The toroid, a round donut-looking transformer, has almost no magnetic field radiating out from it except along an almost straight line right through the hole in the center of the toroid. Within that center hole and extending up and down (toroids are almost always mounted flat because of this magnetic field) from it is one massively strong magnetic field. It has the same relative strength as the weaker but larger-sized field that radiates from the EI frame transformer, but it is so concentrated by the shape of the toroid transformer that that the density of the flux energy in the field radiating from a toroid is very high indeed. The larger the toroid, the stronger this radiated field. Imagine a miniature javelin going through the hole in the toroid transformer; this is a pretty good representation of the radiation pattern of the magnetic field (though the field spreads out a bit as you get farther away from the toroid). Placing some other component above or below an amplifier with a large toroidal transformer inside is asking for trouble. You could get hum or otherwise degrade the sound. Only a large amount of ferrous material, like cast iron, above and below a toroidal power transformer will block the magnetic field. The aluminum or thin steel chassis in most audio components is virtually transparent to the magnetic field from the transformer. So are wood or glass rack shelves. Even the second chassis of another nearby component won’t reduce the strength of the magnetic field too much. Other than an inch-thick cast iron plate, the best defense against these strong magnetic fields from toroidal transformers is distance or placing other components beside the component with the toroidal power transformer rather than above or below it.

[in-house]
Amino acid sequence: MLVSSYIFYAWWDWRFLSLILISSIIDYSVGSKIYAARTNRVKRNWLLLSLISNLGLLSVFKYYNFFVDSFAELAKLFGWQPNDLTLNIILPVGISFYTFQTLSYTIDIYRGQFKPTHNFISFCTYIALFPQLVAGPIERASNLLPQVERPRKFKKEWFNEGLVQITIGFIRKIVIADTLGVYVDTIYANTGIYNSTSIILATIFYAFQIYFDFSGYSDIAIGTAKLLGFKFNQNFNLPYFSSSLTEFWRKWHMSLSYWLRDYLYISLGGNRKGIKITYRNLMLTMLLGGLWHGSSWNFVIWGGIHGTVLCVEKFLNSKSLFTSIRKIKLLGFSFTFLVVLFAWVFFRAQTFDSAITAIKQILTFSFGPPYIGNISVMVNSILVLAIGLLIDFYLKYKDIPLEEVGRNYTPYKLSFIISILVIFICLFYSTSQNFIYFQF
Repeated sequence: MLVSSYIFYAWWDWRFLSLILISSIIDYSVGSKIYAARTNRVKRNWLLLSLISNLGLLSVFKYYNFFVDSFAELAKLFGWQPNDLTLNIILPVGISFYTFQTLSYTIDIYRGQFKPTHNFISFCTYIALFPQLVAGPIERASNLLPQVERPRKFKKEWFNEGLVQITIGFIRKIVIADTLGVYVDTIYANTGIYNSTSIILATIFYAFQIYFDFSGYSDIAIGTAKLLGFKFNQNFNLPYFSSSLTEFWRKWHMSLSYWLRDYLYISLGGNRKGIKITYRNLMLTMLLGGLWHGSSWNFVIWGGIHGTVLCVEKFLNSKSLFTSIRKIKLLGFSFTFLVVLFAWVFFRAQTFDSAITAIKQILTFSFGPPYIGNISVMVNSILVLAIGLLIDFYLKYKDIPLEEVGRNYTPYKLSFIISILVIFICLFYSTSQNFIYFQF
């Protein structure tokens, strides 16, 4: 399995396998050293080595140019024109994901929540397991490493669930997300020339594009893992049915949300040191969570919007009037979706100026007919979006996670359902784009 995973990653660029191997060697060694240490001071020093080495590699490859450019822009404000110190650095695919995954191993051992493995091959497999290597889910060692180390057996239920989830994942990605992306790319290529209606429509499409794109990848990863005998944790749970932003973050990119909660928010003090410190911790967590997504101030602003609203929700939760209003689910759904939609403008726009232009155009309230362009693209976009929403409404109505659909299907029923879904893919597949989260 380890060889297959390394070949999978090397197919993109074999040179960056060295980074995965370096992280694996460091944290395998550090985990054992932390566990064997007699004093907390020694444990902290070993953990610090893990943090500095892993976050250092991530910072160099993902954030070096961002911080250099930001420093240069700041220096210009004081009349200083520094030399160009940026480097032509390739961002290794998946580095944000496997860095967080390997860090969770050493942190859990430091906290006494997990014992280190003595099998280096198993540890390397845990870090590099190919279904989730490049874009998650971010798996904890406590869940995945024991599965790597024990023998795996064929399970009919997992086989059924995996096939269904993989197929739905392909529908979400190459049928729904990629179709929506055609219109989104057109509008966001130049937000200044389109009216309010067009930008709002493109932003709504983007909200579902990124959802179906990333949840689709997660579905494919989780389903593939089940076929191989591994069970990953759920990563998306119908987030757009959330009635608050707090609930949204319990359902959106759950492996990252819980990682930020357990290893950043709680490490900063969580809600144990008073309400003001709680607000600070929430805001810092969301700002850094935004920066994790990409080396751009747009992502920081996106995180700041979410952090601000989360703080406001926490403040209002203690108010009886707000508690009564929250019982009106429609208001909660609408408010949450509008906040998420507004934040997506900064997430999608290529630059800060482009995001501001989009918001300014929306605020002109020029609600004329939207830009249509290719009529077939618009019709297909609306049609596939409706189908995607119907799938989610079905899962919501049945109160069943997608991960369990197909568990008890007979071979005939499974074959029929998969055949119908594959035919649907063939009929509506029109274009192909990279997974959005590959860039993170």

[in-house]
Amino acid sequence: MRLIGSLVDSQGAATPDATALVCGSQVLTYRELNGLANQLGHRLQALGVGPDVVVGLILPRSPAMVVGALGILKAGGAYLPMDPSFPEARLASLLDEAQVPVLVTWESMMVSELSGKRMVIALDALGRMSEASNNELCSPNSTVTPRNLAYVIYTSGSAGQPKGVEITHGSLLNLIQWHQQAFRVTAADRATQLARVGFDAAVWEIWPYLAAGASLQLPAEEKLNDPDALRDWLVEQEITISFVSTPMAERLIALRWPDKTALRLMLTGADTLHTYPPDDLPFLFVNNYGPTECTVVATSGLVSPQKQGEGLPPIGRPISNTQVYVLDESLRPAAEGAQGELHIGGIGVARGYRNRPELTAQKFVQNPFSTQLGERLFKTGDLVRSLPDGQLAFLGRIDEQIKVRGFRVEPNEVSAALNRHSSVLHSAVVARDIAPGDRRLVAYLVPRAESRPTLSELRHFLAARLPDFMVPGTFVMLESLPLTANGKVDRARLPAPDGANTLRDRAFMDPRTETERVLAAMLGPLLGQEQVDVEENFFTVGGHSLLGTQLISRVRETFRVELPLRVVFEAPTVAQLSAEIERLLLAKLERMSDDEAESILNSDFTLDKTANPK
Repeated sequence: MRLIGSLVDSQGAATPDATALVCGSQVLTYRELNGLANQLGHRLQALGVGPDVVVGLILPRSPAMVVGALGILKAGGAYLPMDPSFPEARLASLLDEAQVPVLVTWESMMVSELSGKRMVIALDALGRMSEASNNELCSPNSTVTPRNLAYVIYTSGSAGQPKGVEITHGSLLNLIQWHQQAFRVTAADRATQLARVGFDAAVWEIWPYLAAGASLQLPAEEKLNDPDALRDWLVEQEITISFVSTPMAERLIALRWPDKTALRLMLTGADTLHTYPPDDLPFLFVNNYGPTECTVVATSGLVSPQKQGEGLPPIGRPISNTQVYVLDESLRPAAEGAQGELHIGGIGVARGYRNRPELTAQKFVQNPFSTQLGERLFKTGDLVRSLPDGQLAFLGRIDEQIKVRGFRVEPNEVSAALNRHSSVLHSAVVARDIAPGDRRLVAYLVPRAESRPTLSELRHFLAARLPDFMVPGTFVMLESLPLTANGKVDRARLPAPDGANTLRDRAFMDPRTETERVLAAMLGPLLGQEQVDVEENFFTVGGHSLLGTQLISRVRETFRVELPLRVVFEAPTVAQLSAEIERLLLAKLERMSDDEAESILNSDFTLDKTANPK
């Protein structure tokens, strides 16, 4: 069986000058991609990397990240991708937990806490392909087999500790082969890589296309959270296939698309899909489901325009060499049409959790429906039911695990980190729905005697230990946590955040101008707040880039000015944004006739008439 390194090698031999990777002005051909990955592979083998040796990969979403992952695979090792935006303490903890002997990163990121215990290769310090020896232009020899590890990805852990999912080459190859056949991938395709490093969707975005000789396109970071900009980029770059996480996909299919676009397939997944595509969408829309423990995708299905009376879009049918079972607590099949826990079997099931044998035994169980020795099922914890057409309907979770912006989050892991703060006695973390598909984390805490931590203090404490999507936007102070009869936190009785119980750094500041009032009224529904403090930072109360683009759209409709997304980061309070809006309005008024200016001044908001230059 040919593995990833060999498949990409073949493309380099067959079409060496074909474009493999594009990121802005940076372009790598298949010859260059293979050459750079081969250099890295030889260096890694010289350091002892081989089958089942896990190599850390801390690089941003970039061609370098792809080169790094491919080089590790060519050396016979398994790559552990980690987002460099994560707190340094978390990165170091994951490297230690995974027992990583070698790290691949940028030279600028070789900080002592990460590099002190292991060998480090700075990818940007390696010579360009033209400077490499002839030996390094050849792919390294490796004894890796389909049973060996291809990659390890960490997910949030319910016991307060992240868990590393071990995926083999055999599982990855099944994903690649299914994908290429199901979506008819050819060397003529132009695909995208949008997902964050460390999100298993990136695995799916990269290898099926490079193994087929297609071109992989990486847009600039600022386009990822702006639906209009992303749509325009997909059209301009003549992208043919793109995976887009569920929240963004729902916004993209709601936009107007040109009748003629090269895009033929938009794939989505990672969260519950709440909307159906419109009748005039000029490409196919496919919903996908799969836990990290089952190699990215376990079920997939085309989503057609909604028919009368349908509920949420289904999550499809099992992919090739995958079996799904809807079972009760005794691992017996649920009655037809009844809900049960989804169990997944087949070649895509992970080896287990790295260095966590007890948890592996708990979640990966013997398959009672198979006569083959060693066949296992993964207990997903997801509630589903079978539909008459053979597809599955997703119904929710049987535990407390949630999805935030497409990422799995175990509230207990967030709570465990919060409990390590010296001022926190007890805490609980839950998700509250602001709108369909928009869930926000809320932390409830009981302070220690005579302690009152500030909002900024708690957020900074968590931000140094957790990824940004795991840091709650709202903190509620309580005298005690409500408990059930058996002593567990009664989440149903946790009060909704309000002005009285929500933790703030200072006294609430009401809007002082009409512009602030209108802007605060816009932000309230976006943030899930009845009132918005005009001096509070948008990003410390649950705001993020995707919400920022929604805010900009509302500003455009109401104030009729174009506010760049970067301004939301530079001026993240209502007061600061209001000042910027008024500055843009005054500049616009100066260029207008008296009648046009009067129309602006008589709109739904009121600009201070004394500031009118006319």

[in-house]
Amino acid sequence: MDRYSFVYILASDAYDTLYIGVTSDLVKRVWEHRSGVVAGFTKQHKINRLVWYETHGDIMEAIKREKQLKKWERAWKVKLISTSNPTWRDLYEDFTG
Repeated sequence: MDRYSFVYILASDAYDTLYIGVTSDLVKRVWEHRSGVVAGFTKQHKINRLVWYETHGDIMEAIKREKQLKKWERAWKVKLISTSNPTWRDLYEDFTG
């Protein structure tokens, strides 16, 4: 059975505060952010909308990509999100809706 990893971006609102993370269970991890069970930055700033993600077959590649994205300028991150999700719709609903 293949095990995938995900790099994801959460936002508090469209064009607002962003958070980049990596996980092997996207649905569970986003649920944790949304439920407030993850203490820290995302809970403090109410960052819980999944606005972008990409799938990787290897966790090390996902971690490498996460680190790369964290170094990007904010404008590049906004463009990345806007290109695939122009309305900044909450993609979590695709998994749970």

Even the small toroid in a turntable or preamp power supply could induce hum in other components if they get to close to the javelin-like magnetic field radiating out from the hole in the center of the toroid.

To change AC power to DC power, you use four diodes in a specific orientation called a bridge rectifier. To save money and speed up assembly you can use a rectifier module that has all four diodes in a single "package" with four leads coming off of it. Two leads are for the incoming AC and two leads are for the DC (with ripple) coming off the rectifier. How the rectification (converting AC to something close to DC) is done audibly affects what you hear coming out of the speakers. Standard diodes, which are the least expensive types, are about the worst-sounding devices, unfortunately. The next step up the rectification ladder is what is referred to as "ultra-fast-recovery" diodes. Costing five to seven times more than standard diodes, the ultra-fast-recovery diodes give components, including amps, a cleaner, faster sound. Background silence is darker, transients take on new life and there is significant improvement in perceived clarity. Unfortunately, ultra-fast-recovery diodes for amplifiers are sometimes hard to find in the high-current ratings needed, particularly for high-power solid-state amps.